Home Finance & Economy What we’re doing to cushion the economic effect of covid-19 – Ahmed

What we’re doing to cushion the economic effect of covid-19 – Ahmed

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The minister of finance, budget and national planning, Zainab Shamsuna Ahmed has reeled out palliatives and measures put in place to cushion the economic impact of the covid-19 on Nigeria’s economy

According to her, the measures put in place by the federal government is aimed at promoting local production especially in the health sector.

“Our policies starts with the health sector, because the pandemic is a health crisis before it became a socio-economic crisis. So for the health sector, we targeted pharmaceutical industries were giving them import duty waivers for production because supply lines are broken, and we encourage them to go out there and get the equipment they need so the CBN will give them forex. We also giving waivers to bring the goods by air so it can be fast,

“Also we have funding to NCDC that asides the 6.5bn, we have $9m from World Bank that we are expanding, asides N3.4bn from a multilateral institution that we are negotiating,” she said.

“On the cushion for poor Nigerians, we have a national investment programme, so we have been directed to review it so that it reaches more people and add more to the list, so we are expanding government enterprise and conditional cash transfer,” she said.

The minister pointed out that inadequate data of tracing vulnerable Nigerians are currently the challenge the government is facing.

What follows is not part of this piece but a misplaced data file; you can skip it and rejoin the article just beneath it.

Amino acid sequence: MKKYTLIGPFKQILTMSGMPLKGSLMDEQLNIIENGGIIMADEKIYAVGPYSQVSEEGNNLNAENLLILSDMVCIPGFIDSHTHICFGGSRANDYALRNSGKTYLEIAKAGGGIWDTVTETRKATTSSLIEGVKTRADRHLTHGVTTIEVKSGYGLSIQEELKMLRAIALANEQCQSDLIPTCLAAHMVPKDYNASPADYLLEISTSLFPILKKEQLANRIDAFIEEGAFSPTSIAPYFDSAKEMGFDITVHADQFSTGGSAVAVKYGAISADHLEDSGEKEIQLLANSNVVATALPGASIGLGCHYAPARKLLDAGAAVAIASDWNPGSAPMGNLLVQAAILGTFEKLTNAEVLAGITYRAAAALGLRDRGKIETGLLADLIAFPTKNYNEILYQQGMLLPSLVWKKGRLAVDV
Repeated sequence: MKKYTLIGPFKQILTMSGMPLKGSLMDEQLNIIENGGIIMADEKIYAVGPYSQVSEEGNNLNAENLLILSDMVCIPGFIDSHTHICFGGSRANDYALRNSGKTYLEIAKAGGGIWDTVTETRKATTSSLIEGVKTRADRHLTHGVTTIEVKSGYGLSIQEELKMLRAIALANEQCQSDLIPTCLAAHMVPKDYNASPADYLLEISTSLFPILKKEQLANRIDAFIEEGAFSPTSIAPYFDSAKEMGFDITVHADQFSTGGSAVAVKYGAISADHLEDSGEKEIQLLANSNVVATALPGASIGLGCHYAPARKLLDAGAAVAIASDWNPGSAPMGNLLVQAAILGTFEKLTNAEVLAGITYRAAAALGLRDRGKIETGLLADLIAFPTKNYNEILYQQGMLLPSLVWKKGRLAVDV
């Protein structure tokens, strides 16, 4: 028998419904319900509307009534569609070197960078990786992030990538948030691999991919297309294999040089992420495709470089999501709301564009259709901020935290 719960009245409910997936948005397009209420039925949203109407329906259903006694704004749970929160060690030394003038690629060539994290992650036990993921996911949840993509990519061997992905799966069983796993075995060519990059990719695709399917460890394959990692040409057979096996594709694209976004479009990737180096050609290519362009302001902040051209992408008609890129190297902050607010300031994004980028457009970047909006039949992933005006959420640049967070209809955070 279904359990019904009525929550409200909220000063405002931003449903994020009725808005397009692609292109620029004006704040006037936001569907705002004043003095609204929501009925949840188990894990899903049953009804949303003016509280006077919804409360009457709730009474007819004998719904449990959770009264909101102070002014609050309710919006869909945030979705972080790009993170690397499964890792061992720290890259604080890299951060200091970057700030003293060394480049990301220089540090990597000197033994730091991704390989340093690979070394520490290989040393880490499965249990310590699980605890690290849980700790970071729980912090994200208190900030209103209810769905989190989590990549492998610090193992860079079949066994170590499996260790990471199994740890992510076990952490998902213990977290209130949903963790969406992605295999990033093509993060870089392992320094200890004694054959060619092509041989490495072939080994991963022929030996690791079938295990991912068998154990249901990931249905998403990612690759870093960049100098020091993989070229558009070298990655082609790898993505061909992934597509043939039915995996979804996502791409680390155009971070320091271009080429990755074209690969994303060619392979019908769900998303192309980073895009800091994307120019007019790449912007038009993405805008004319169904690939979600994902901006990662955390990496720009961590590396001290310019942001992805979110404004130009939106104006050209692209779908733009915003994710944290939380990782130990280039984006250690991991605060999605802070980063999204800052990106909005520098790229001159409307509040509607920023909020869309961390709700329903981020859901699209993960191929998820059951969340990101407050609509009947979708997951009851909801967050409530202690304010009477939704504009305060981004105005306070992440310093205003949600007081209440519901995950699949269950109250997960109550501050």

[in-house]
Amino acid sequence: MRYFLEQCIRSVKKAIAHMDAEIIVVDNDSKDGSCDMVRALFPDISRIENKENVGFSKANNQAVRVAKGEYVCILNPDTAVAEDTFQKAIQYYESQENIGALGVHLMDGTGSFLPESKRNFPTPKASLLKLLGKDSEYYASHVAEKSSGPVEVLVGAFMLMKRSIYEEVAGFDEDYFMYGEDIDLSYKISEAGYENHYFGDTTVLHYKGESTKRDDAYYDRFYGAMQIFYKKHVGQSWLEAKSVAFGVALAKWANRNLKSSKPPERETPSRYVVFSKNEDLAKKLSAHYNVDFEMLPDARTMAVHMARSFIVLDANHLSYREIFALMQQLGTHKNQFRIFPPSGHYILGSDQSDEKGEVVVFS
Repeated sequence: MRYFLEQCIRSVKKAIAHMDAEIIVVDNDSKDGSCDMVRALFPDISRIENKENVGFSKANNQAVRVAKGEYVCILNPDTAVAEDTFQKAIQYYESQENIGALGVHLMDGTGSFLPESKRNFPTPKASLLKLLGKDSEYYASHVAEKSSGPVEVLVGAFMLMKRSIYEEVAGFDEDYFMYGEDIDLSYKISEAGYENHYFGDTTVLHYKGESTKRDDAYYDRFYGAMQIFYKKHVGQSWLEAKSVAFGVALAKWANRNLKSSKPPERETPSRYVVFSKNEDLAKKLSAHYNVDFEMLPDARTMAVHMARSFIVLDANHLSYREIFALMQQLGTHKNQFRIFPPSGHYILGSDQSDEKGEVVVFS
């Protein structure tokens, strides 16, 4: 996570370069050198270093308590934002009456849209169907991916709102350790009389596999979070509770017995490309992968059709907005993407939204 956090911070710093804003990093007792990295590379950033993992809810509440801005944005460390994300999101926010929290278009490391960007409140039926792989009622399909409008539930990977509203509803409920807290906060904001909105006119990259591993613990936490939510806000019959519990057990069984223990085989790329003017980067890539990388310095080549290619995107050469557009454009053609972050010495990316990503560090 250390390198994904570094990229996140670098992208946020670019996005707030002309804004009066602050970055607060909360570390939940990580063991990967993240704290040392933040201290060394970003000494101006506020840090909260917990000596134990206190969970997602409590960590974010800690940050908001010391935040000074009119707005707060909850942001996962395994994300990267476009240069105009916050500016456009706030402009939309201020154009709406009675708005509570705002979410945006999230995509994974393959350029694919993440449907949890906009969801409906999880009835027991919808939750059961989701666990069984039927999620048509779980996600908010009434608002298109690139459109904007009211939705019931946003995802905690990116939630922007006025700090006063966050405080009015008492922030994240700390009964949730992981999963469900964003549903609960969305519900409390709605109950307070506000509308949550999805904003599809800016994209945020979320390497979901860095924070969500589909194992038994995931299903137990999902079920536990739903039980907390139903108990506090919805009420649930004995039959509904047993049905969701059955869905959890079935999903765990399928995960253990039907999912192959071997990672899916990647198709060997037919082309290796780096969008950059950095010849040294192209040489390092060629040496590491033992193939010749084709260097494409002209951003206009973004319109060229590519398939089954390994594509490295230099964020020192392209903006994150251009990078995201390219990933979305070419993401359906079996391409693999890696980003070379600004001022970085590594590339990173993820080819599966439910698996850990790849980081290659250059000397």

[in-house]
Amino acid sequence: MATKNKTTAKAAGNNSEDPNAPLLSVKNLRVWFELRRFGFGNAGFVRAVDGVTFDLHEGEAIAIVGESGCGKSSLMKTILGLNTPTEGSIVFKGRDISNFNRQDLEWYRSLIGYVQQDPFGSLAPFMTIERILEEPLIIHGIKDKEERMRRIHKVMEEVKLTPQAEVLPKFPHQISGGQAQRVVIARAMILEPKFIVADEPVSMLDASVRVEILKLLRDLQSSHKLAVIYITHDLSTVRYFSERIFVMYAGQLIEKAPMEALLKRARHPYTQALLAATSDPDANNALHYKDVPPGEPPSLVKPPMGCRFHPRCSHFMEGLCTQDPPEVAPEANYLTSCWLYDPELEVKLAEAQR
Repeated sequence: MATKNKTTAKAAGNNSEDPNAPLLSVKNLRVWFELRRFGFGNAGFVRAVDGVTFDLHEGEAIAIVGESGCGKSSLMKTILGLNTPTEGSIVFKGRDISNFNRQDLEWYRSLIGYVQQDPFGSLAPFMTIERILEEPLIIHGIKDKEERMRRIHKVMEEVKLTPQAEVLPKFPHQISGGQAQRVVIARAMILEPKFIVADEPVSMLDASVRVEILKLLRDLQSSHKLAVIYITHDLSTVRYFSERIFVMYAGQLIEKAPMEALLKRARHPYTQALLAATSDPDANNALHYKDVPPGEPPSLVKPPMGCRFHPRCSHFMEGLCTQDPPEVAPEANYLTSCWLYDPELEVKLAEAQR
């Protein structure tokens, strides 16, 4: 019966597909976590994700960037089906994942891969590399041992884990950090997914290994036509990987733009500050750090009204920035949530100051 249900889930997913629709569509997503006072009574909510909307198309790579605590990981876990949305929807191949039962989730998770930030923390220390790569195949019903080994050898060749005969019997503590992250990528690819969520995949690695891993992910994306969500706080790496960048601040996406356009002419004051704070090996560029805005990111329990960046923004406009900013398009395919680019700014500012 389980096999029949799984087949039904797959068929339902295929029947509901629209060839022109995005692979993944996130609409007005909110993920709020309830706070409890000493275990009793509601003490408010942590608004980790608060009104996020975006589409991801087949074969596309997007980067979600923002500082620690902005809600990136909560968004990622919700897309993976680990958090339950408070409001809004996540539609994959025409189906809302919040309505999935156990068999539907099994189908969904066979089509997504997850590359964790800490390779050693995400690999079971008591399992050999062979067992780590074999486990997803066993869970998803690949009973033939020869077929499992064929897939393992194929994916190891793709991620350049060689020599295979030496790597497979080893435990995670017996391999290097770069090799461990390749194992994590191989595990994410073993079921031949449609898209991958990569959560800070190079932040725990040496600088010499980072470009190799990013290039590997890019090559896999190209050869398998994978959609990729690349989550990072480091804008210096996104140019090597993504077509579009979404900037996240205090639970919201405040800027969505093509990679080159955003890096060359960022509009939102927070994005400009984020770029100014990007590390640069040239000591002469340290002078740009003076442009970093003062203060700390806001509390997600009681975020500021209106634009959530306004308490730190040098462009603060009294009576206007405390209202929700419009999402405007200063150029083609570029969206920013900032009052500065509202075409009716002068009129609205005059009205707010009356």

“The challenge is that most of our populace is not financially inclusive, that is they are not in the banking system, and by the time we are locked down and movement is restricted, it is difficult to meet people with the resources we provide.

“So if we are looking at how best to do this is to an assessment of the lowest income earners within the banking system and be able to provide funds for them, it means we won’t reach the people in the rural areas that are not banked except the social register developed and the number of households developed has just about 12 million people.

“Therefore we are working with the humanitarian ministry and state governments to reach those people that require governments intervention and it requires support from different groups so that such people will be identified.

Nigeria already has a component of  two million dollar for humanitarian response and largely it will address the northeast. One good thing is that there is a lot of work going on in that area so it easier to reach people hit by the impact of insurgency, so distributing support is easier than in other parts of the country,” Ahmed added

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